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Topic: The teacher gap
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Jerry P. Becker

Posts: 16,576
Registered: 12/3/04
The teacher gap
Posted: Jul 14, 2000 11:22 AM
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From the Washington Post, Wednesday, July 5, 2000. p. A20 See


The Teacher Gap

SPENDING A YEAR or even a semester in the classroom of a wonderful
teacher can be a life-changing experience. Many an adult can still
recall clearly the educator who opened the doors to learning,
inspired a career or offered the boost that was needed to get through
a rough passage in earlier years. The opposite, of course, is also
true. A year in a classroom with a teacher who shouldn't be there can
set a youngster back; a couple of those years in a row can cost
students ground that may be very difficult ever to make up. And it's
not always just a matter of luck which kind of teacher children run

The Education Trust, a nonprofit advocacy group that focuses on
schools serving low-income and minority students, recently issued a
report detailing what it calls "a pervasive, almost chilling
difference" in the quality of teachers in those schools and in
schools serving other young Americans. At the high school level,
students in schools serving a high percentage of poor or minority
students are much more likely to be taught by teachers not certified
in their field. At all grade levels, students in high-poverty schools
are more likely to be taught by less-experienced teachers. Although
many dedicated and talented teachers work in these schools, the
report found, there just aren't enough of them.

A variety of factors contributes to the disparity, including lack of
money in some school districts to pay competitive salaries, seniority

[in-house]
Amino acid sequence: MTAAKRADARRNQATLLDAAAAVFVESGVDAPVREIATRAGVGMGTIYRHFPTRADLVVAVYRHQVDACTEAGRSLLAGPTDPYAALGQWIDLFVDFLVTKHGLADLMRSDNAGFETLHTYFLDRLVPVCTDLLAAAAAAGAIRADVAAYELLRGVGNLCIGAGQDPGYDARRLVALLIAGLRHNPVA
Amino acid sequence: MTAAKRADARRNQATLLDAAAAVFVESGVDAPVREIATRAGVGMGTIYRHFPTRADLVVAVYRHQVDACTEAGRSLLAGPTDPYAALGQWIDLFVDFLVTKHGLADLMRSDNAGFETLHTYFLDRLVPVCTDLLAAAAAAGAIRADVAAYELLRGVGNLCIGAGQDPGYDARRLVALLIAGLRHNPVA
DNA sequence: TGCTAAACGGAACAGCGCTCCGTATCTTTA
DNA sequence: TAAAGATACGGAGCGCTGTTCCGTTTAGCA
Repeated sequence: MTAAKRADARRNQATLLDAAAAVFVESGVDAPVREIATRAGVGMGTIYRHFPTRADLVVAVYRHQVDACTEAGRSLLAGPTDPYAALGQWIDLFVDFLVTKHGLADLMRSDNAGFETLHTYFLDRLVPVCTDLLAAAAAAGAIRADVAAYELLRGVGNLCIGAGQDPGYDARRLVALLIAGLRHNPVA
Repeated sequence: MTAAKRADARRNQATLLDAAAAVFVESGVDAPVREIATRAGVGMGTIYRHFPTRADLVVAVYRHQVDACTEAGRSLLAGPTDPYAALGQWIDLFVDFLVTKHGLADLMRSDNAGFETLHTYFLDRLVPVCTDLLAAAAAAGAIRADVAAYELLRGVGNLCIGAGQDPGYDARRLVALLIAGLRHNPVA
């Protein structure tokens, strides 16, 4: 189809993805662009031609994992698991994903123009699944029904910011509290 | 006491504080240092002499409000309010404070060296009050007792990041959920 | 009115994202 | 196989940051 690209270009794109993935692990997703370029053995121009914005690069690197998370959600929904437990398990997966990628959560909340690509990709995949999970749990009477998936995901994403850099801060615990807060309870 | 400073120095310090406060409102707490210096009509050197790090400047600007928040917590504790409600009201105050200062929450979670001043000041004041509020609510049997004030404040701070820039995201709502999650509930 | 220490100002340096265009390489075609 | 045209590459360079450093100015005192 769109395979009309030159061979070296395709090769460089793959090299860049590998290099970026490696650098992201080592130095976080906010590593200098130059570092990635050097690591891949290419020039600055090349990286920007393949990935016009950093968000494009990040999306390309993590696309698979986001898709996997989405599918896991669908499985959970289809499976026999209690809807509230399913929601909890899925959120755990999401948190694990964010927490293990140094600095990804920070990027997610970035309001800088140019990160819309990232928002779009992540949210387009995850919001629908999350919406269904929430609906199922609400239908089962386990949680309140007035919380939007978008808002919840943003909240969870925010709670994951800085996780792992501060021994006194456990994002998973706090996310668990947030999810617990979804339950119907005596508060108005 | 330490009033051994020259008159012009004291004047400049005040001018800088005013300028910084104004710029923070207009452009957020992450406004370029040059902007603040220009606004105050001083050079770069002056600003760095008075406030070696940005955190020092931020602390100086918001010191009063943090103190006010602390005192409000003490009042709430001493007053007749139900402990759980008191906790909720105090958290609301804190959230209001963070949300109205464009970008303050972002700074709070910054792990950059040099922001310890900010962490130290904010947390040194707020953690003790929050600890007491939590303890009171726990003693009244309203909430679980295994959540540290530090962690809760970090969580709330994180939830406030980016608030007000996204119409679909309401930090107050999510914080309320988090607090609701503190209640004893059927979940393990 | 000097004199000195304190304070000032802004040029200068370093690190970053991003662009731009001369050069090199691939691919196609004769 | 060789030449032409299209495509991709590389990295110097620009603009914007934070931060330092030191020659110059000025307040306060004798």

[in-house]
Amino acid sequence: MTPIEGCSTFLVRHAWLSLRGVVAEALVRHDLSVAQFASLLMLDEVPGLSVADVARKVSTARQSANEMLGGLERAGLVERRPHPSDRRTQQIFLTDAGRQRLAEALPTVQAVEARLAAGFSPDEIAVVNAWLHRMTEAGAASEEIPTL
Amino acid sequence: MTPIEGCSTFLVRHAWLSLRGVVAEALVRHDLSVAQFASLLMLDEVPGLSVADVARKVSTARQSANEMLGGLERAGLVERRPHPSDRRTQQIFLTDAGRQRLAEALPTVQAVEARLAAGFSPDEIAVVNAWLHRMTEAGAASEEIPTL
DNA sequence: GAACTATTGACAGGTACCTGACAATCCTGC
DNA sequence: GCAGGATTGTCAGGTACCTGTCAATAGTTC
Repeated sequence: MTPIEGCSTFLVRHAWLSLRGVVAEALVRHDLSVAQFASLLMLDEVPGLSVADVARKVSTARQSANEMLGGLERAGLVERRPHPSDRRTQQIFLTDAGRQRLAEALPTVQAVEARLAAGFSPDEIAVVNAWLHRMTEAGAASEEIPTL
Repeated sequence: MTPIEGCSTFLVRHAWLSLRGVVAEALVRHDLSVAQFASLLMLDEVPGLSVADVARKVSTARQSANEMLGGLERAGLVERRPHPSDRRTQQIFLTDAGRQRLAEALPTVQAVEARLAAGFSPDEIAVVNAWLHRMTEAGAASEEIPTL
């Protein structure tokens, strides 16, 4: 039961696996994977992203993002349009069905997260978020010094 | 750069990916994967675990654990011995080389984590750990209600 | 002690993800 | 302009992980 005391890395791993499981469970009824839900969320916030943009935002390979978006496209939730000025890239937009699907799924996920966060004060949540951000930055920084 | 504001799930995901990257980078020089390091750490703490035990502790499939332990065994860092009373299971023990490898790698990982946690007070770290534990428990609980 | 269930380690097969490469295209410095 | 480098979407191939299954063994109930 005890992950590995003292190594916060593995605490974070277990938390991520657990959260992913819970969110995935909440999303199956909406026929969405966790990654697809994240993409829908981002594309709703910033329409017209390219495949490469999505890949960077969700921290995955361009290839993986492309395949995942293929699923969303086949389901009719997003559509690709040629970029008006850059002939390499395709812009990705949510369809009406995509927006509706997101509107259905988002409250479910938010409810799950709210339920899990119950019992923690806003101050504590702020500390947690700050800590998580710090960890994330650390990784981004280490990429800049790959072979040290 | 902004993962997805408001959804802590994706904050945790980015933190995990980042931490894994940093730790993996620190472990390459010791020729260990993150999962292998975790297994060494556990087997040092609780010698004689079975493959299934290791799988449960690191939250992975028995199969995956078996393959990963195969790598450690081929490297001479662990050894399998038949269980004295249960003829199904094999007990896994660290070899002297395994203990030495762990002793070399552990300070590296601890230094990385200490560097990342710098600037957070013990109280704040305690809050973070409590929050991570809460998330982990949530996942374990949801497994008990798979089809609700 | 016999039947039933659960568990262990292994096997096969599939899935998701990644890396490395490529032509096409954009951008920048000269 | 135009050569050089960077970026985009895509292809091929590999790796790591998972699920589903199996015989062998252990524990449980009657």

rules in some areas that allow the most experienced teachers to
choose where they want to teach and abysmal working conditions in
many urban and high-poverty schools. ("You might start by fixing the
bathrooms," was one teacher's very basic suggestion for improving
teaching conditions.)

Against this national backdrop, Fairfax County School Superintendent
Daniel Domenech announced a small but promising experiment last week:
Four of the county's most expert teachers, all nationally certified
and each with at least 15 years experience, will voluntarily transfer
to an elementary school that is struggling to improve student
performance. They will receive $3,500 bonuses for making the switch,
and will serve as mentors to other teachers as well as taking on
their own classes. Mr. Domenech said he hopes the program, if
successful, will spread to other schools as well. Maryland is
offering a state-paid annual stipend of $2,000 starting this fall to
teachers with advanced certification who will teach in schools that
have been identified as needing special help or are in danger of
state takeover. The state can't say yet how many teachers will

Many jurisdictions, including Maryland, Virginia and the District,
are taking broad steps to recruit more good teachers in general,
improve their training and support them once they're in their jobs.
These are important reforms because all students deserve the best
possible teachers. But the job won't be complete until systems are
drawing enough strong teachers to all the places they are needed, and
making it worth their while to stay.
Jerry P. Becker
Dept. of Curriculum & Instruction
Southern Illinois University
Carbondale, IL 62901-4610 USA
Fax: (618) 453-4244
Phone: (618) 453-4241 (office)
(618) 457-8903 (home)


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